Completing his Junior Cert at 18, his college plans were dealt a further blow when his school informed him that they had no Leaving Cert programme in place for people with disabilities. “We do now; I’ll be back in September” was Alan’s response to his principle. While acutely aware of his disabilities, Alan knows what he needs to do to succeed. “I’m not a genius but I work very very hard, and that’s the key point of being disabled as I see it. I don’t focus on my disabilities, I focus on my abilities.”

Despite Alan’s perseverance and pending graduation, he now finds himself caught up in a problem that even he himself can’t control – our economy. While Ireland’s public sector ensures that those with disabilities comprise at least 3% of its workforce, the private sector has no such obligation, and competition is fierce. It is in times such as these, however, that Mary believes that companies look to the “big thinkers and creative thinkers.” This, in turn, can provide opportunities for those with disabilities to shine as they are “used to finding solutions to problems for themselves.”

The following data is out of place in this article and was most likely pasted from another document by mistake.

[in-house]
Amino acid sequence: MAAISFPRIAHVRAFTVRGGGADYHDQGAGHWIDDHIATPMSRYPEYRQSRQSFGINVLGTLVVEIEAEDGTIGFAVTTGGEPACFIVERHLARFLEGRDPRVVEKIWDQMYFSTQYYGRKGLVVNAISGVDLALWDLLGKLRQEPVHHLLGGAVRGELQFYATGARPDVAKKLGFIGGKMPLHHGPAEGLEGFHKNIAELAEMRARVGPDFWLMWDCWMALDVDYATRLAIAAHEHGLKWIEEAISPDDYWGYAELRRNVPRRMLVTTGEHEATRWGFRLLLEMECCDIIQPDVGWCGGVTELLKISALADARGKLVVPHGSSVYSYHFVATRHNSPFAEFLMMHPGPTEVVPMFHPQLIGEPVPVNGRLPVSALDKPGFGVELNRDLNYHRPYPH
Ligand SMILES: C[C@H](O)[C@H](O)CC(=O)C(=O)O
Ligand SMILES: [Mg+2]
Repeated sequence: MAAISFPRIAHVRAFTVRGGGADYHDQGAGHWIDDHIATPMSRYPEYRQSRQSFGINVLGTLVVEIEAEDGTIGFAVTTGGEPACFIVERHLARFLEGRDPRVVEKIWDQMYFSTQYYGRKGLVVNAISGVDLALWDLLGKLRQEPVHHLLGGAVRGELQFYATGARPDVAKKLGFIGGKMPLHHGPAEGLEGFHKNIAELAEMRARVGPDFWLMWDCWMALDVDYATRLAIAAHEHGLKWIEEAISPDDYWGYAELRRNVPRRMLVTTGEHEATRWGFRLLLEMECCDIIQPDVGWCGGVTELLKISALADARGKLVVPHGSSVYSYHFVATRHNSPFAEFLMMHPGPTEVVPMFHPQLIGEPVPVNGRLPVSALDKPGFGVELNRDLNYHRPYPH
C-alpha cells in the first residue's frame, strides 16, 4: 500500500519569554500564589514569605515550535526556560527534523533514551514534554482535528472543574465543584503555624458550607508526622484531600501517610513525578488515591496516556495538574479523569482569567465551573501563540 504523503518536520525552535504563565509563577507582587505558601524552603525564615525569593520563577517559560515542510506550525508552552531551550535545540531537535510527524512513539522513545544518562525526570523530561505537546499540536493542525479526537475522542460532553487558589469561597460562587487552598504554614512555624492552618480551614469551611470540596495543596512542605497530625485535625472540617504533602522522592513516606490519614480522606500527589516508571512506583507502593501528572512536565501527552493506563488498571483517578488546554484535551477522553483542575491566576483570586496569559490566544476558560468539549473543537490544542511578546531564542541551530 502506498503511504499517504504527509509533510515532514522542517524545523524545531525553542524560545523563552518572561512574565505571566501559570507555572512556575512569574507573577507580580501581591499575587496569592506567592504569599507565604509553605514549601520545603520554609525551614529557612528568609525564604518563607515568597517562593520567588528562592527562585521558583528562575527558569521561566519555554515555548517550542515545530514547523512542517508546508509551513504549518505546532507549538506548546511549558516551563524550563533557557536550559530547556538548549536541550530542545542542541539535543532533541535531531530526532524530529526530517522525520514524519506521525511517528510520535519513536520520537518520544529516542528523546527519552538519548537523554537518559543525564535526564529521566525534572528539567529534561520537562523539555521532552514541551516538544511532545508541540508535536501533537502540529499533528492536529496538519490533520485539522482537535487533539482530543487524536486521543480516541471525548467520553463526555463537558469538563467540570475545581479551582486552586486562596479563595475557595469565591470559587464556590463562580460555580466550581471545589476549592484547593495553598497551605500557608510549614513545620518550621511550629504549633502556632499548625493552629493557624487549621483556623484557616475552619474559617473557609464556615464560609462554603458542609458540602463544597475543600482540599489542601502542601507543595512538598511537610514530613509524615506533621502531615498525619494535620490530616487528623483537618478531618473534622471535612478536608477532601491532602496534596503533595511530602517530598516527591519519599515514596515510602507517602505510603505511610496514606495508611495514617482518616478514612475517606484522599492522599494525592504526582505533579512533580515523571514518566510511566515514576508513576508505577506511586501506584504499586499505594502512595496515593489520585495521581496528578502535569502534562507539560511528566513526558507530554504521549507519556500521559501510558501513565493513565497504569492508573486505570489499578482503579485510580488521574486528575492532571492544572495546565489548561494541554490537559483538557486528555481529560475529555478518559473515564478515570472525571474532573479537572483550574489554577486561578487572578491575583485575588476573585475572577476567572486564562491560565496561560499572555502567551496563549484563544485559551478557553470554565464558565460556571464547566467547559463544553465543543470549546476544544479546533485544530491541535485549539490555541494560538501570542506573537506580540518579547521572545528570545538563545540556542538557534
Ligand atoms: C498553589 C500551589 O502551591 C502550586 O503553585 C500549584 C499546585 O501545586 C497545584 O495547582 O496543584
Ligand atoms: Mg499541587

Sometimes the biggest solution is to change your outlook, something which Alan is all too aware of. “One has to ponder the definition of disability,” he says. “I’m disabled, but I don’t wake up every morning going ‘Oh Jesus I’m disabled, I can’t do anything.’ That’s not part of my thinking and never has been.” Always positive, Alan believes that Ireland’s support structures, such as the Disability Support Service in University College Cork, has taken him from “being a disabled person to a person with a disability. That is a big transformation.”

Being a person with a disability, however, can still prove limiting. While the option of last resort for many who can’t find work in Ireland is to emigrate, it’s hard not to imagine that the physical and support needs of those with a disability make this option infinitely more difficult. In this respect Alan feels that he is “very lucky” that his “disabilities are very mild in comparison with others.”

Having fought hard to get to a position that many others take for granted, Alan has no plans on throwing it all away now. “I have responsibilities now not only to myself but to others, and I will do what I need to do,” he says. “If that means emigrating, that’s what I will consider.”